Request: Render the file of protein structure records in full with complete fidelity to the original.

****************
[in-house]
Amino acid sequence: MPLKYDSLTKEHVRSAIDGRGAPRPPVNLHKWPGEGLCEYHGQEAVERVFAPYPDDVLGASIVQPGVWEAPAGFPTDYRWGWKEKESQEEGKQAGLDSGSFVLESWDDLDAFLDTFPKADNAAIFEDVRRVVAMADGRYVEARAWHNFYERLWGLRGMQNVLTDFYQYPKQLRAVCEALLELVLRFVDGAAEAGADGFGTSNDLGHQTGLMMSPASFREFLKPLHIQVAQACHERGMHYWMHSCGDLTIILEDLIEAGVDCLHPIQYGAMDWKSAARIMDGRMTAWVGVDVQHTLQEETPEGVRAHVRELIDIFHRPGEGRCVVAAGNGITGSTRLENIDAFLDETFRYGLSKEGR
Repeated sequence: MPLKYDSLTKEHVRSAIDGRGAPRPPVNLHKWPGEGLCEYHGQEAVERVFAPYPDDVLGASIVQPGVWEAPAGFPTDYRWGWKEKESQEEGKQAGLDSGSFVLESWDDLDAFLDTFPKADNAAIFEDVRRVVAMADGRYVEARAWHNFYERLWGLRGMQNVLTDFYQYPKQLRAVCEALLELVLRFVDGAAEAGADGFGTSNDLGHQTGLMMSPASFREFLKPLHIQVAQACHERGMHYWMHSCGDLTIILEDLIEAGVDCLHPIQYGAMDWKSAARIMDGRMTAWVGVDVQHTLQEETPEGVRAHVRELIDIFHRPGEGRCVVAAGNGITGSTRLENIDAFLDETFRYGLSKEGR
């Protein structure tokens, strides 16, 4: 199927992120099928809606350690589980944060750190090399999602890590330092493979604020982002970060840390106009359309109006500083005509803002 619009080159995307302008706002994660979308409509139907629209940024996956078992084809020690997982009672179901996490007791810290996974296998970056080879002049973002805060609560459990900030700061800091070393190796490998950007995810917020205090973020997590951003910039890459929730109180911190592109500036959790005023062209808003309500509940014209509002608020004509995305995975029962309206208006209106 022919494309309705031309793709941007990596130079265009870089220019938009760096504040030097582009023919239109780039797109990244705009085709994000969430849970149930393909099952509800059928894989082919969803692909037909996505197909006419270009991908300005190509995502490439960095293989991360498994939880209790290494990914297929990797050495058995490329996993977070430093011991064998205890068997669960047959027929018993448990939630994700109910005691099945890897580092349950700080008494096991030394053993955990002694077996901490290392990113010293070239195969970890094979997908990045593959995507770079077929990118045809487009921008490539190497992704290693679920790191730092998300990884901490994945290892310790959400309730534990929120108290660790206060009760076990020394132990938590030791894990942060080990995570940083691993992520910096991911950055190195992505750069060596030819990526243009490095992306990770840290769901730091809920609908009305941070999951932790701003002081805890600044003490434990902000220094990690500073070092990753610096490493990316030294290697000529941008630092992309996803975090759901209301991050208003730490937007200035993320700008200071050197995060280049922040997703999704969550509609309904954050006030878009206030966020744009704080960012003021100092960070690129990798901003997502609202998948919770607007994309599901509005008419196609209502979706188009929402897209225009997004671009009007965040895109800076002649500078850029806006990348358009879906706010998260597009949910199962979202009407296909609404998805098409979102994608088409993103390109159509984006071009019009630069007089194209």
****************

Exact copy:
[in-house]
Amino acid sequence: MPLKYDSLTKEHVRSAIDGRGAPRPPVNLHKWPGEGLCEYHGQEAVERVFAPYPDDVLGASIVQPGVWEAPAGFPTDYRWGWKEKESQEEGKQAGLDSGSFVLESWDDLDAFLDTFPKADNAAIFEDVRRVVAMADGRYVEARAWHNFYERLWGLRGMQNVLTDFYQYPKQLRAVCEALLELVLRFVDGAAEAGADGFGTSNDLGHQTGLMMSPASFREFLKPLHIQVAQACHERGMHYWMHSCGDLTIILEDLIEAGVDCLHPIQYGAMDWKSAARIMDGRMTAWVGVDVQHTLQEETPEGVRAHVRELIDIFHRPGEGRCVVAAGNGITGSTRLENIDAFLDETFRYGLSKEGR
Repeated sequence: MPLKYDSLTKEHVRSAIDGRGAPRPPVNLHKWPGEGLCEYHGQEAVERVFAPYPDDVLGASIVQPGVWEAPAGFPTDYRWGWKEKESQEEGKQAGLDSGSFVLESWDDLDAFLDTFPKADNAAIFEDVRRVVAMADGRYVEARAWHNFYERLWGLRGMQNVLTDFYQYPKQLRAVCEALLELVLRFVDGAAEAGADGFGTSNDLGHQTGLMMSPASFREFLKPLHIQVAQACHERGMHYWMHSCGDLTIILEDLIEAGVDCLHPIQYGAMDWKSAARIMDGRMTAWVGVDVQHTLQEETPEGVRAHVRELIDIFHRPGEGRCVVAAGNGITGSTRLENIDAFLDETFRYGLSKEGR
């Protein structure tokens, strides 16, 4: 199927992120099928809606350690589980944060750190090399999602890590330092493979604020982002970060840390106009359309109006500083005509803002 619009080159995307302008706002994660979308409509139907629209940024996956078992084809020690997982009672179901996490007791810290996974296998970056080879002049973002805060609560459990900030700061800091070393190796490998950007995810917020205090973020997590951003910039890459929730109180911190592109500036959790005023062209808003309500509940014209509002608020004509995305995975029962309206208006209106 022919494309309705031309793709941007990596130079265009870089220019938009760096504040030097582009023919239109780039797109990244705009085709994000969430849970149930393909099952509800059928894989082919969803692909037909996505197909006419270009991908300005190509995502490439960095293989991360498994939880209790290494990914297929990797050495058995490329996993977070430093011991064998205890068997669960047959027929018993448990939630994700109910005691099945890897580092349950700080008494096991030394053993955990002694077996901490290392990113010293070239195969970890094979997908990045593959995507770079077929990118045809487009921008490539190497992704290693679920790191730092998300990884901490994945290892310790959400309730534990929120108290660790206060009760076990020394132990938590030791894990942060080990995570940083691993992520910096991911950055190195992505750069060596030819990526243009490095992306990770840290769901730091809920609908009305941070999951932790701003002081805890600044003490434990902000220094990690500073070092990753610096490493990316030294290697000529941008630092992309996803975090759901209301991050208003730490937007200035993320700008200071050197995060280049922040997703999704969550509609309904954050006030878009206030966020744009704080960012003021100092960070690129990798901003997502609202998948919770607007994309599901509005008419196609209502979706188009929402897209225009997004671009009007965040895109800076002649500078850029806006990348358009879906706010998260597009949910199962979202009407296909609404998805098409979102994608088409993103390109159509984006071009019009630069007089194209």